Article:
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Proactive care an Australian first

Cardiology and Radiology team

Cardiology and Radiology team members with patient Christine at Frankston Hospital.


Frankston Hospital is now home to the best and most advanced CT scanner in Australia, which is helping save lives on the Peninsula.

“Only a few hospitals in the world have this scanner,” explains Dr Manuja Premaratne, Head  of Cardiac Imaging at Peninsula Health.

“This scanner enables us to scan more patients than ever before, at a much lower radiation dose and it provides a far clearer picture – so it’s a win-win-win situation for patients on the Peninsula.”

The Computed Tomography (CT) scan is a medical imaging procedure that uses x-rays and digital computer technology to create detailed two- or three-dimensional images of the body.

The state-of-the-art machine at Frankston Hospital is being used to diagnose cardiovascular disease, which is the leading cause of death on the Mornington Peninsula.

Sorrento local Christine Warner is one of the first people to benefit from the new scanner since it was installed late last year.

“I was always feeling tired and I have a family history – my Dad died of a massive heart attack – so my doctor referred me to Peninsula Health to have a CT scan,” says Christine.

“The scan picked up that I had a 70% blockage in my arteries.”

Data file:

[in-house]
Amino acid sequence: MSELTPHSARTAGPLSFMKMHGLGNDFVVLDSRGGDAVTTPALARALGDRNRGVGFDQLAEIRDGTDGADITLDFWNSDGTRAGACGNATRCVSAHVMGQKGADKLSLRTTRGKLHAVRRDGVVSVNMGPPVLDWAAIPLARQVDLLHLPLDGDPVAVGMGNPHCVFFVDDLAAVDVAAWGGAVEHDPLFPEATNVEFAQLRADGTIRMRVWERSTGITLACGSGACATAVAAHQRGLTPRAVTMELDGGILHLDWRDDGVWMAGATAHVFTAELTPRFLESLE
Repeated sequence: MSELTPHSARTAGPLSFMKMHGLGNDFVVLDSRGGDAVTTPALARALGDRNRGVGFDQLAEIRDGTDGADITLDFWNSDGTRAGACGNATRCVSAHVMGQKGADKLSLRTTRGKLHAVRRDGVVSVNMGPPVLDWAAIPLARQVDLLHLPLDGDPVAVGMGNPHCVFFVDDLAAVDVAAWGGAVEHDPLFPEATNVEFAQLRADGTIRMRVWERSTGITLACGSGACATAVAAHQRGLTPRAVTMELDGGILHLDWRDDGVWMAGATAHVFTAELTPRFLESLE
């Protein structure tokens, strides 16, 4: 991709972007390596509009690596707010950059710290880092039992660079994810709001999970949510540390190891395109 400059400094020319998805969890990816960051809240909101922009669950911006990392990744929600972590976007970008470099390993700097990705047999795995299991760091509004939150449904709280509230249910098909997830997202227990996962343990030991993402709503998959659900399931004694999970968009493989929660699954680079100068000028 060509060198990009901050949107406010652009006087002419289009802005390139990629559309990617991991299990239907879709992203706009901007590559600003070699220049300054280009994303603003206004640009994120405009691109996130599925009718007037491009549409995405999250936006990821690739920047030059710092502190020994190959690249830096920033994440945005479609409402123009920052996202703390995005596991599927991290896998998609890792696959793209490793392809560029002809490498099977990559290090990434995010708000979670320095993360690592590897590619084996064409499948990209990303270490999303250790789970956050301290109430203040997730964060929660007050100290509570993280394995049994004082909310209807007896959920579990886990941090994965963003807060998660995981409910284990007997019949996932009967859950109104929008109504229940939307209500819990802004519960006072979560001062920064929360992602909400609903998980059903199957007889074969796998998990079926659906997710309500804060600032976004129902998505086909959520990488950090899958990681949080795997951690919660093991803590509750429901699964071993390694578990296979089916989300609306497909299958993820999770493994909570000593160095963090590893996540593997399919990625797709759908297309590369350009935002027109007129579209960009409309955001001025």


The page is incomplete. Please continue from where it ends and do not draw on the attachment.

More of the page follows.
The retiree had a stent put in to unblock her arteries and prevent a heart attack.

“If the blockage wasn’t detected I could have had a heart attack anytime, then my heart would have been damaged or worse,” adds Christine.

“The machine is brilliant – I’m an example of that!” CT is now the first diagnostic test for people who come to the Emergency Department with chest pain.

“Since the scan can so accurately show blockages, we are preventing heart attacks before they occur,” says Dr Premaratne.

As well as saving lives, the diagnostic tool is also helping people stay at home and to live longer.

“Even if you don’t have heart disease that needs a stent, the scan can show even the tiniest amount of disease so we can start people on medication much earlier,” adds Dr Premaratne.

“The prevention of heart disease is much more of a reality now with this scanner.”’

• Five patients are scanned with the new machine every day and this will soon increase to 10
• More than 400 stents are inserted every year at Frankston Hospital
• A heart stent unblocks arteries either to prevent a heart attack or to aid recovery

This article was first published in the Autumn edition of Connection Magazine. Read the full edition here